There are a couple of different occasions when it can be appropriate and desirable to transplant blueberry bushes. Blueberry bushes are generally hardy once planted, and if spacing is adequate in free soil conditions it may never become necessary to transplant blueberry bushes to a new location. However, if blueberry bushes are becoming crowded and pruning is not addressing the issue adequately, it may be time to transplant blueberry bushes. Similarly, if blueberry bushes are exhibiting a low fruit yield and it becomes necessary to plant additional blueberry bushes for pollination purposes, as most varietals are not self-pollinating, it may become necessary to transplant blueberry bushes. Finally, if blueberry bushes are started in pots and begin to outgrow their container home, the time then becomes right to transplant blueberry bushes to a new location. Follow these simple steps to successfully transplant your blueberry bush.
Blueberry bushes should only be transplanted during their dormant season from November through mid-March. At this time, it is safest to transplant blueberry bushes because any shock that is sustained will have minimal impact on future fruit yields.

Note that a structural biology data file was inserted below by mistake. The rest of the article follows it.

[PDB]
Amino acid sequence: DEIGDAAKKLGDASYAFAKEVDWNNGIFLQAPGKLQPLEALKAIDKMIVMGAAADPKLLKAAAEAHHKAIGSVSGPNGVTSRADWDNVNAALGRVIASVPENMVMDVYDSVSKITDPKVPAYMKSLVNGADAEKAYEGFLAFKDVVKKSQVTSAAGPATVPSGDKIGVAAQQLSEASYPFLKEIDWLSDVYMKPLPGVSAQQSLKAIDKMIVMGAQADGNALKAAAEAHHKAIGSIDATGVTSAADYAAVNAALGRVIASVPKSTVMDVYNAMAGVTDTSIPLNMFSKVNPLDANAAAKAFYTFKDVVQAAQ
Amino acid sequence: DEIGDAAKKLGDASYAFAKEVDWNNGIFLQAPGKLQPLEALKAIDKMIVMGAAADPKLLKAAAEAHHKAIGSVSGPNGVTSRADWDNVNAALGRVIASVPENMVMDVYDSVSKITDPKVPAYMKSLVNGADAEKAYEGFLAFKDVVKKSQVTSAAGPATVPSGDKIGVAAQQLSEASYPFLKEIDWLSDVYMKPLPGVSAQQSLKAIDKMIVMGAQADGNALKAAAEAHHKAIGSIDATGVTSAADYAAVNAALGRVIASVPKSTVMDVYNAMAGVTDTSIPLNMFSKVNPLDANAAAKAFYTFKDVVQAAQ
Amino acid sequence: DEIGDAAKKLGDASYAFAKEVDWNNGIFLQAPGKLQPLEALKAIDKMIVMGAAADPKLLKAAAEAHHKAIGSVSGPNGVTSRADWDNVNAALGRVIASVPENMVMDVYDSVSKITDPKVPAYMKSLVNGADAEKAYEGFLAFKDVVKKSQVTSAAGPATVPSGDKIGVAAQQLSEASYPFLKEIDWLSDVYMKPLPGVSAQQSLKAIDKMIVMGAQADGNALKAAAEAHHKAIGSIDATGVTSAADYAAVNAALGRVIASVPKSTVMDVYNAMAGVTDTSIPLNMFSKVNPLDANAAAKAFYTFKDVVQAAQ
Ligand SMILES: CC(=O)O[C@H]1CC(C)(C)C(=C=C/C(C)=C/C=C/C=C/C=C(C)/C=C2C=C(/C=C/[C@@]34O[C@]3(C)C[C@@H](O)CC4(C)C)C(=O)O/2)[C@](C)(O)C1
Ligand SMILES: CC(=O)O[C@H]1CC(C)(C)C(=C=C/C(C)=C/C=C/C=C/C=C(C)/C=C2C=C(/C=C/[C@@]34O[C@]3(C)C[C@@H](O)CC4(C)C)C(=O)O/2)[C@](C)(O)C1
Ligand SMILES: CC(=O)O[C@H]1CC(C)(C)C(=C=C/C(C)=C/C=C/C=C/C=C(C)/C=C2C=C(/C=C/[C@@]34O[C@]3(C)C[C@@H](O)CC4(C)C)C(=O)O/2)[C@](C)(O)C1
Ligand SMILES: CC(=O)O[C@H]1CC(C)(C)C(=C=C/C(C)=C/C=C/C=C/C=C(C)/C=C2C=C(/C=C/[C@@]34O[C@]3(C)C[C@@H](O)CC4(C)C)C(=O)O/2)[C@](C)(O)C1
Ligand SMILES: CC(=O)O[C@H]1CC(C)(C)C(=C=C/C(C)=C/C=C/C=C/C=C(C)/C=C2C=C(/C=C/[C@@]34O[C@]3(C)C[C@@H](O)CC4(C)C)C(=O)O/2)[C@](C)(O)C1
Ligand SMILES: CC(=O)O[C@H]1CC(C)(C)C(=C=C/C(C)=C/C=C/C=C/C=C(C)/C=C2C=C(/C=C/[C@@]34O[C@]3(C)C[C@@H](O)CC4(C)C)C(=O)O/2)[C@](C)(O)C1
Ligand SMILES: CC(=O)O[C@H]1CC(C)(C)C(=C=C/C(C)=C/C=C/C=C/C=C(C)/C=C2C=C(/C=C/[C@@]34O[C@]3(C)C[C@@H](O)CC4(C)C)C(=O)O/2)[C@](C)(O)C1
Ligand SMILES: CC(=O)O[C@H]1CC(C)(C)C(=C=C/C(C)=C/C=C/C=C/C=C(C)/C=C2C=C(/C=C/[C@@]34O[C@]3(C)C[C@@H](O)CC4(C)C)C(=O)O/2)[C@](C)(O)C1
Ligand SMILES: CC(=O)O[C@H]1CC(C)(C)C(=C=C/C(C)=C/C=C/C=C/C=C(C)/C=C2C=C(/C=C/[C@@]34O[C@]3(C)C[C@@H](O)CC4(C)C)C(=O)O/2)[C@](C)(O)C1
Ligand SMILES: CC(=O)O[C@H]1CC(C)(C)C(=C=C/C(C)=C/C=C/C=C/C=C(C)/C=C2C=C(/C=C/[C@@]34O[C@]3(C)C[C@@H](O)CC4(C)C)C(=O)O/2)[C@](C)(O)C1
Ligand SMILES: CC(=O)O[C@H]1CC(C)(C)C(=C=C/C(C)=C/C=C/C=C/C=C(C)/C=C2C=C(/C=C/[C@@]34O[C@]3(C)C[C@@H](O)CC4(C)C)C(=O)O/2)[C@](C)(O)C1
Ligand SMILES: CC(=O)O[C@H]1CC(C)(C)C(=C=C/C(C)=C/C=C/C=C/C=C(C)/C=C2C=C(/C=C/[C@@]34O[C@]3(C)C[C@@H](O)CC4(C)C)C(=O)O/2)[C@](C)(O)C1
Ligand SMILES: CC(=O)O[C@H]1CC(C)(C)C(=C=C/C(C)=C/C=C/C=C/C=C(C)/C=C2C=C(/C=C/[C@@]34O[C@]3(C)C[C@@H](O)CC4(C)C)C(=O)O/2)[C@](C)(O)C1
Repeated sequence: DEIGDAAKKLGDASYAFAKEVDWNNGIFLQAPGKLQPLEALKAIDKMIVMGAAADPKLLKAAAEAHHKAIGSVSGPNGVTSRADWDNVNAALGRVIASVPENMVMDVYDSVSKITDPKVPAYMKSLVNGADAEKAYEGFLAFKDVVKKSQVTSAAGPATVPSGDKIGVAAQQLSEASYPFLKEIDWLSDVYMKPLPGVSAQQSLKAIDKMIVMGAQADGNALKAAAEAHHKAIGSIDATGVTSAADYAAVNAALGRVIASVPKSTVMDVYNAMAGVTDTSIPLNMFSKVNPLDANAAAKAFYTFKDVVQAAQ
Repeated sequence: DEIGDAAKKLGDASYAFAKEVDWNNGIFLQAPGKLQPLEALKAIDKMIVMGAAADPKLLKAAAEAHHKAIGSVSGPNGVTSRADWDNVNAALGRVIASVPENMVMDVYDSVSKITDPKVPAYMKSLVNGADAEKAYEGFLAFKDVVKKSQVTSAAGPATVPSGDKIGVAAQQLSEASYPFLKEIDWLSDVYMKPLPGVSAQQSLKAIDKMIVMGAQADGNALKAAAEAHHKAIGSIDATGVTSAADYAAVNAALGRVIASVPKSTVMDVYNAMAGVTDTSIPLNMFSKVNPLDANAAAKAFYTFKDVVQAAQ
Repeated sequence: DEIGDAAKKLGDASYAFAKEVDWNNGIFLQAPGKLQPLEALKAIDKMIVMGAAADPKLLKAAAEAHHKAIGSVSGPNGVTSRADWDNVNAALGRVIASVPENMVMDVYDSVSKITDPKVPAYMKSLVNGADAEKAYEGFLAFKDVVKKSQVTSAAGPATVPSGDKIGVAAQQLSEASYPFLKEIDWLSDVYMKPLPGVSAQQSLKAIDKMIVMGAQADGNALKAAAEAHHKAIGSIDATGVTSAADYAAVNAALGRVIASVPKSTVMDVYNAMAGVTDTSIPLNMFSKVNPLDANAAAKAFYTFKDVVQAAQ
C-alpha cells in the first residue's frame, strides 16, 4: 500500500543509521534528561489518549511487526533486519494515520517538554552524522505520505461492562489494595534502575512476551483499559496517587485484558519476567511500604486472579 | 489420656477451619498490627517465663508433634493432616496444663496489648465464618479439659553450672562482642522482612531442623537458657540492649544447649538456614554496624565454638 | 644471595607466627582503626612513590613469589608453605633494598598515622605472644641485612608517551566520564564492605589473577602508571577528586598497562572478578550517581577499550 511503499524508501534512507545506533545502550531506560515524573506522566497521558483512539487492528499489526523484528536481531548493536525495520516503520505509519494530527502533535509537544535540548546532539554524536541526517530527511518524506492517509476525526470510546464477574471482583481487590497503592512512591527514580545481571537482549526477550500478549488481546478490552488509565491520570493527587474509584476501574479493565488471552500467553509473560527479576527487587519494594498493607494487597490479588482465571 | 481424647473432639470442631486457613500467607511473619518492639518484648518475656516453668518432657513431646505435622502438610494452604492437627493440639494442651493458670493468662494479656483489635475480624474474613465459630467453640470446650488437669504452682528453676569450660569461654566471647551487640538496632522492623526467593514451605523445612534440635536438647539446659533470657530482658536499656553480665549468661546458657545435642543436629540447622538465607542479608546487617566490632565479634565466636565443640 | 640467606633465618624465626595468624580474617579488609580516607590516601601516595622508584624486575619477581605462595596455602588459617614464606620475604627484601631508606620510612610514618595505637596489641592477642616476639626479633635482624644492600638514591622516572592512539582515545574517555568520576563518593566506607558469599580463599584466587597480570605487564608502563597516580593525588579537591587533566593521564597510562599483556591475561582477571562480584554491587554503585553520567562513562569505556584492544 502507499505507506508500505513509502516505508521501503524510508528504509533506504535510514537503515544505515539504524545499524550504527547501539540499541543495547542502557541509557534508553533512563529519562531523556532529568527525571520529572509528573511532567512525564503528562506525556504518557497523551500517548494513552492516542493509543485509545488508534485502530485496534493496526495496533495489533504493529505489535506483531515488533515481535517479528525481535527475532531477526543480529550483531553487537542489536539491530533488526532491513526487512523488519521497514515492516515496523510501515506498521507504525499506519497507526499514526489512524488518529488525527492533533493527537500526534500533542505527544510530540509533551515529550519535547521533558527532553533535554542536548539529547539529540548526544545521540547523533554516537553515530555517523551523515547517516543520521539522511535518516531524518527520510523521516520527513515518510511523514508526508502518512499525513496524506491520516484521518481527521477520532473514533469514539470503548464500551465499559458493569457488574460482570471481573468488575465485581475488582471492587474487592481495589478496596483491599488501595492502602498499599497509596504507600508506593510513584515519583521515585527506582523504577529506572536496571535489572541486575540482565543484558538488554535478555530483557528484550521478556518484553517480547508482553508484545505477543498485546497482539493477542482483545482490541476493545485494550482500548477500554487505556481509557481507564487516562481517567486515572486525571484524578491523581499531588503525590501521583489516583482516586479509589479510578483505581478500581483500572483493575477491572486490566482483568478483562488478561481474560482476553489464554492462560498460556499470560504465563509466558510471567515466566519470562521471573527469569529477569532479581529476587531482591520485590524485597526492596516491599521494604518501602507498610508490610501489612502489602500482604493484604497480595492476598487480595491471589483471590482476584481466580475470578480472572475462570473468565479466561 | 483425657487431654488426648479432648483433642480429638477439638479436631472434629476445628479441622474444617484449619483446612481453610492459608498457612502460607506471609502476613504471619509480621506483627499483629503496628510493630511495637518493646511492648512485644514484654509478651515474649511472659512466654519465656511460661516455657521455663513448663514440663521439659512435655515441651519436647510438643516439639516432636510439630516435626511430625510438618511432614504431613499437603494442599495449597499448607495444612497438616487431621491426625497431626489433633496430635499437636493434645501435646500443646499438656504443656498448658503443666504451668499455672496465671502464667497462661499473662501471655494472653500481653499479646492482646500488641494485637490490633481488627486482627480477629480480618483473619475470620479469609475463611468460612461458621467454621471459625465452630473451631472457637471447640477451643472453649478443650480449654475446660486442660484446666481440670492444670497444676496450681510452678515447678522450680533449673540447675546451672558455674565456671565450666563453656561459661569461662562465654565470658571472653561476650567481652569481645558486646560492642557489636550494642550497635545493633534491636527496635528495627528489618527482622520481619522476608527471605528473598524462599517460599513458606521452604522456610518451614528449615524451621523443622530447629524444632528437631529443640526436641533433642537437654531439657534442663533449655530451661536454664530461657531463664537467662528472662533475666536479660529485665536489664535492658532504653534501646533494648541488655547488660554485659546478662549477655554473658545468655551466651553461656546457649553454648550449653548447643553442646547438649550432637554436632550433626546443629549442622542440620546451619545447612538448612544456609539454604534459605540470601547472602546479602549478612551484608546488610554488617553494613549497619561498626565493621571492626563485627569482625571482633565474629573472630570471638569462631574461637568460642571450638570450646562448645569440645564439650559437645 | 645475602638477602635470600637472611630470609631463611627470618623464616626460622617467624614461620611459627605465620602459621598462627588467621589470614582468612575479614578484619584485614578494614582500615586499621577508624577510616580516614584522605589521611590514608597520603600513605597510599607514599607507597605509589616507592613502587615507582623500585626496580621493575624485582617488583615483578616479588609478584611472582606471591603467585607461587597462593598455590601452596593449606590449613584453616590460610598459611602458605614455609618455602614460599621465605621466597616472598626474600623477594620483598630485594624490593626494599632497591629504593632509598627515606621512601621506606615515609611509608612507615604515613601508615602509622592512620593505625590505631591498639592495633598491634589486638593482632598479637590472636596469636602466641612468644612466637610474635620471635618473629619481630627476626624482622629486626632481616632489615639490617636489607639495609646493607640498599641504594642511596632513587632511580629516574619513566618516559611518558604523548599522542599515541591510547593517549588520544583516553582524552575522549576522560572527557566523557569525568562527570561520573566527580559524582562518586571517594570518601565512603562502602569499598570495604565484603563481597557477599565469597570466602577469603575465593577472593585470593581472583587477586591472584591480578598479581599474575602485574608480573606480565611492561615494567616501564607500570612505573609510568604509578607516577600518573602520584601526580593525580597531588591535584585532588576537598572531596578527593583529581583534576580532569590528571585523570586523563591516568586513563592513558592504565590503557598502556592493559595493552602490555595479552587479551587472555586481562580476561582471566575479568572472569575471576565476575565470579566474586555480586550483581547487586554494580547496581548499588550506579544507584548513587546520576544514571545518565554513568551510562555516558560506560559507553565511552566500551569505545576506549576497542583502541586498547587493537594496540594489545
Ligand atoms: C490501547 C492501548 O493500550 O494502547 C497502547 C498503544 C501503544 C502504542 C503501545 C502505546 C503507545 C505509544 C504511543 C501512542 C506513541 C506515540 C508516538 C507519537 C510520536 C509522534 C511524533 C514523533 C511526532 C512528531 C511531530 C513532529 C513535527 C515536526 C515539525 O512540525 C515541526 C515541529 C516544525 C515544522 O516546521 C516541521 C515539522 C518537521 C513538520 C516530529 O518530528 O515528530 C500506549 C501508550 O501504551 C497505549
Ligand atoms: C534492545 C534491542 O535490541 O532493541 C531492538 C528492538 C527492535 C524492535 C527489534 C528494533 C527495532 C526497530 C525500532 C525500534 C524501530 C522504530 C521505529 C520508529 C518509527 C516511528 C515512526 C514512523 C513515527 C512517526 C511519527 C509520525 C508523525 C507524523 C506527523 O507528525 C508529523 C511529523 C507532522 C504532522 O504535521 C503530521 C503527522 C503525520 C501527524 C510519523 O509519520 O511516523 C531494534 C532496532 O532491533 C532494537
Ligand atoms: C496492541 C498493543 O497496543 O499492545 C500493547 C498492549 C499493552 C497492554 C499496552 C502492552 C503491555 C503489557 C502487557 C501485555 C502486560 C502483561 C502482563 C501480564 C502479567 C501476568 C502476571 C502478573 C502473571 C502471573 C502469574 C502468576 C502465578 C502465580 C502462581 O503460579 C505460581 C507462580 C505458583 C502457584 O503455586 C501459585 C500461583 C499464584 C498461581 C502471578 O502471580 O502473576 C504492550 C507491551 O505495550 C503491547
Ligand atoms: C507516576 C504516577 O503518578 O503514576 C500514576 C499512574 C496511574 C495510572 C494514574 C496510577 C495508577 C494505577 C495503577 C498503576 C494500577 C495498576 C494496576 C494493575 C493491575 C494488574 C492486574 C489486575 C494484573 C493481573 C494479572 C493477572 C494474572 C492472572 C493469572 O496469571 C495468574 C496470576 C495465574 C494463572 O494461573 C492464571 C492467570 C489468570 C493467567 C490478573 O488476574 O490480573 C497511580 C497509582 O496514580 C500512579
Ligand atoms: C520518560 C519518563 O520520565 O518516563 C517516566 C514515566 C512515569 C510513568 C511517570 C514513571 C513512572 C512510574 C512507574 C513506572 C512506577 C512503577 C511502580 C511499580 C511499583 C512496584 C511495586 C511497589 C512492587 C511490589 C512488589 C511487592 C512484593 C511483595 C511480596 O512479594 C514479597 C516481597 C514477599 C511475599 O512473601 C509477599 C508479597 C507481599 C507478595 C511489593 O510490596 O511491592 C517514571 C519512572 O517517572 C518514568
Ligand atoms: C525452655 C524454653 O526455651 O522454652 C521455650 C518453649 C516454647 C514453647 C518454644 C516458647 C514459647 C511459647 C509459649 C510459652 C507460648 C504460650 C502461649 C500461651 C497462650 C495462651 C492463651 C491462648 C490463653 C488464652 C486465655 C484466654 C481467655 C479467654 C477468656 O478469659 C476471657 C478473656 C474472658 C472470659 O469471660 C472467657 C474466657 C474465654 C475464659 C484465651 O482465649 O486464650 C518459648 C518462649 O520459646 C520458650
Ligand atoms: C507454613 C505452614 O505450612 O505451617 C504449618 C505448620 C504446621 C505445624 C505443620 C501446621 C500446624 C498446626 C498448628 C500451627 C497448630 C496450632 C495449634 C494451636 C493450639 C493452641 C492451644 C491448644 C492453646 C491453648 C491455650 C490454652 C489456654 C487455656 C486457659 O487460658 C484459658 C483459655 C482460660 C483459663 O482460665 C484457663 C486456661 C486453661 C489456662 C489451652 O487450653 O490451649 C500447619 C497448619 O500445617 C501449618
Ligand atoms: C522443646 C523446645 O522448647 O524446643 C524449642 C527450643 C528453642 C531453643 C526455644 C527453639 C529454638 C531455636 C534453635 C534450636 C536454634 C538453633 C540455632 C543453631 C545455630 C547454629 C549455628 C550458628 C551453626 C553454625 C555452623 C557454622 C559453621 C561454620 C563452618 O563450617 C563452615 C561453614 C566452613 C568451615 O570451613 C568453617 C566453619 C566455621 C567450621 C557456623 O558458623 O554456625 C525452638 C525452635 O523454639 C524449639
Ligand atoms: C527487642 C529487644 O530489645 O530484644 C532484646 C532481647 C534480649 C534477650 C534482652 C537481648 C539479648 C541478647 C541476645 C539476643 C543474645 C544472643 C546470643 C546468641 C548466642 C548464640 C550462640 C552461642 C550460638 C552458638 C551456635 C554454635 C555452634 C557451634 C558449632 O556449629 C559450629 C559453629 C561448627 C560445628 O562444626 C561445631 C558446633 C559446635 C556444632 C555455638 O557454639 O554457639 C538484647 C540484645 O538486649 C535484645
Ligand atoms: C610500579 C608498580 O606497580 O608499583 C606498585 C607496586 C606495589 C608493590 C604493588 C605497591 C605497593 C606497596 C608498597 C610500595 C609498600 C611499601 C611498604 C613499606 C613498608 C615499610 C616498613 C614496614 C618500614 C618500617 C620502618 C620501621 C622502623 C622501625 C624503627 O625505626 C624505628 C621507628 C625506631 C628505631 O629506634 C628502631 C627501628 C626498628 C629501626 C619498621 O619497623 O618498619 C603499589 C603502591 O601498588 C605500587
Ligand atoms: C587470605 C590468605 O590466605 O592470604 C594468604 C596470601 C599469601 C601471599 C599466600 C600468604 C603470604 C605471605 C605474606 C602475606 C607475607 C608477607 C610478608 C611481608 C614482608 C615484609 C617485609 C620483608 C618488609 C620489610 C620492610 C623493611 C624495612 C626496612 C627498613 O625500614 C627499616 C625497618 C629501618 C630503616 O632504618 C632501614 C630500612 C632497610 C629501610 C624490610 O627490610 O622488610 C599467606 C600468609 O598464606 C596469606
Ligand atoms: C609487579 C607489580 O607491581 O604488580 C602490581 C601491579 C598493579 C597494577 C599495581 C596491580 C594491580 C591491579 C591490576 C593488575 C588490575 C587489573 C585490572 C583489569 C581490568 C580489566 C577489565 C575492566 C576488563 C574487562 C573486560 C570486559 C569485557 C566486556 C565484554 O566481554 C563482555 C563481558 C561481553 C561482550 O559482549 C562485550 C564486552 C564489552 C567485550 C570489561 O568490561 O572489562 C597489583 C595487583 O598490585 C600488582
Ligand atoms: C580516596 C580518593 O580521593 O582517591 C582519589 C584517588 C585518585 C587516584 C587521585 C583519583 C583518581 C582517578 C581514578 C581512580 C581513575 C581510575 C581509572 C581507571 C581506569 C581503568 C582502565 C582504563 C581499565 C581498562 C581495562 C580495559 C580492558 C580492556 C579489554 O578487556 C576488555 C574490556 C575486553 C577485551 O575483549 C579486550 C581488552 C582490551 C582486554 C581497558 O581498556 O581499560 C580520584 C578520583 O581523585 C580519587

To begin, select a new location that receives a minimum of six hours of direct sunlight daily, where soils are mildly acidic and drain well. Ensure there is adequate space for blueberry bushes to continue growing to maturity. It can be helpful here to consult the specific growing estimates for the particular varietal being grown. When beginning the transplantation, remember that blueberry bushes have shallow root systems and it will be important to dig carefully to avoid injuring surface lying roots. The safest approach is to dig around the plant a minimum of one foot from the trunk and possibly farther away. Remove the plant and carefully transplant it to its new growing location.